[Initial note: This article is not aimed as a political article pro or con boycott movements or the Israeli government, but rather as a legal informative overview, in light of the actual and financial impact or exposure international business may have in the referred to matter.]
It is perhaps not known to many international trading players, but under Israeli law, Bill for prevention of damage to the State of Israel through boycott – 2011, affirmed by the Supreme Court in 2015 (after a slight interpretive adjustment), boycotting Israeli origin products, or deliberate avoidance of economic or academic ties, may give rise to a lawsuit for actual damages under civil law.
In light of the international BDS movement, attempting to place pressure upon the State of Israel by means of economic and cultural pressure, Israel has realized such activity, indeed, causes actual harm and damage to Israeli based business, manufacturers, importers/exporters, etc., as well as to academic students and professors, and so on, in cultural ties of many sorts – just because the origin is Israel.
This boycott movement affects the people and businesses of Israel, as opposed to Israeli leaders or politicians or the State of Israel as a state, and conveys questionable (to say the least) economic and cultural negative effects upon the people facing unprecedented obstacles in trade in the international arena – for no wrongdoing on their part.
Regardless of the political opinion one may have concerning the legitimacy, or rather the non-legitimacy, of the BDS movement or concerning the current political policy of the State of Israel – the relatively new law provides actual legal tools to deal with negative economic outcomes (damages, loss of profits, etc.) that businesses or private people encounter or suffer from boycott measures, solely because of their affiliation or relation to the State of Israel.
Regardless of any opinion of the act itself or its enactment, at the end of the day the act exists and may be used and exploited by filing civil lawsuits against anyone who called for or participated in a boycott. In that sense it creates a new civil wrong as part of the Israeli tort laws.
Moreover, even a deliberate avoidance of economic, cultural or academic ties can raise liability for the avoider towards the business or ties avoided, as well as liability for anyone who has called for the boycott or publicly expressed support of it.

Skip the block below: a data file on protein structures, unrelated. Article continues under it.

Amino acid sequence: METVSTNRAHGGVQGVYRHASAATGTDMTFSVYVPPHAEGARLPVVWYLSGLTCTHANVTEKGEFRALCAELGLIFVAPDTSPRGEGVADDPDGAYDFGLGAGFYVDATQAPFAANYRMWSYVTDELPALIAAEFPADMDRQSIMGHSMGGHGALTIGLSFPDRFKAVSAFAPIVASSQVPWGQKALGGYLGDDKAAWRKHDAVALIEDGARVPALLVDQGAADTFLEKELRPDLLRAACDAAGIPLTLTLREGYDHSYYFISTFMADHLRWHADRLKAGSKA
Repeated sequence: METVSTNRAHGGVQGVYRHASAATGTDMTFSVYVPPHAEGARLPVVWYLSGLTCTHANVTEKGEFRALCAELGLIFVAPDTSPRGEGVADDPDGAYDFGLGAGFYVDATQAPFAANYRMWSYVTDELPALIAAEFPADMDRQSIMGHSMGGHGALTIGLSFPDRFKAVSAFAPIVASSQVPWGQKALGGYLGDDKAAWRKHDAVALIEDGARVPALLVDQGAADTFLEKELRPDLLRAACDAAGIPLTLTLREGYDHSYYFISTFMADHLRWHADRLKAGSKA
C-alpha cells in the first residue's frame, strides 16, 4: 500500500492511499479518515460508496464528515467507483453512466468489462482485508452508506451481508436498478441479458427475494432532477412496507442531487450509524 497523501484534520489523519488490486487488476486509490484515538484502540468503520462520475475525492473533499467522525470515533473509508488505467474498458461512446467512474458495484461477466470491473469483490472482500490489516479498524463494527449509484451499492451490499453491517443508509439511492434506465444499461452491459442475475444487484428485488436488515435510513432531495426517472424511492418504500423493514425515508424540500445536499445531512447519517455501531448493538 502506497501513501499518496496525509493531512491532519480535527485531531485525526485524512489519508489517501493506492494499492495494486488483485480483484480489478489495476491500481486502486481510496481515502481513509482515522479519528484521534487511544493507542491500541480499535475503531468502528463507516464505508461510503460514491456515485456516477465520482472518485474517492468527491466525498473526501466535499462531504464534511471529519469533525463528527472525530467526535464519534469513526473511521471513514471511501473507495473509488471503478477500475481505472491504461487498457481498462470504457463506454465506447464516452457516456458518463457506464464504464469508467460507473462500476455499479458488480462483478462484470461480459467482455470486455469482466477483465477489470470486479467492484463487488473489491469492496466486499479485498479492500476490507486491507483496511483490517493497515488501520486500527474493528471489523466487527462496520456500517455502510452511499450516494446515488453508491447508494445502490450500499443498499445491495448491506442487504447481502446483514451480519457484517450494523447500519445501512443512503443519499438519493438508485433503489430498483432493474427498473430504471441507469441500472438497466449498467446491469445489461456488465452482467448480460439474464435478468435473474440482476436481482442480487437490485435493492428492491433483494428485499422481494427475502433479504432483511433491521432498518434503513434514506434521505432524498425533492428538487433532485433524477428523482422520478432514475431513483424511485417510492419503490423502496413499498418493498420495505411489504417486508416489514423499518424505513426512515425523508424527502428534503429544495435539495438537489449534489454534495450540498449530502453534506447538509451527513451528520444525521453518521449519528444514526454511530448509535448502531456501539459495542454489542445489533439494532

The law goes even further – and also excludes the defense argument of “sufficient justification” and thus provides that anyone who has caused or led to a breach of a contract, by calling for a boycott, may be liable for damages, as well.
As for the damages that can be claimed, after the adjustment to the law according to the Supreme Court ruling of 2015 (ruling that compensation must be awarded in correspondence with the actual damages or loss of profit caused, and cancelled the clause for penal compensation) – the entity that may sue for torts is the entity that suffered the damage and what can be sued for is the actual damage according to the regular Israeli torts law.
The law also prohibits a person who calls for a boycott from participating in any public tender, but this is a different focus from the side of the state.
It is worth mentioning that the rationale for this legislation was also reviewed by the widely respected Israeli Supreme Court, that has strongly elaborated that such legislation is constitutional and, inter alia, that international entities and individuals such as the BDS movement (as opposed perhaps to states) should not be able to harm or interfere with international or domestic economic affairs without at least being accountable for the outcome of such, and that freedom of speech cannot be unlimitedly protected when it in fact calls for action (or for refraining from action) that has an actual impact on another and is not simply an expression of an opinion.
To date, it seems that the Magistrates and District Courts of Israel have yet to render judgments in actual cases based on the boycott act, indicating that the implementation of the act is still inchoate. However, it seems that instances and measures of boycotting are on the rise and the methods of boycotting are becoming increasingly overt, in a manner that is bound to lead to considerable litigation in the near future.
Needless to say, issues of jurisdiction, and other aspects of private international law, or imposing jurisdiction on foreign players, are also yet to be resolved in reference to the emergence of lawsuits under the boycott law, but these will surely find their creative legal solutions with the actual submission of lawsuits concerning real life cases.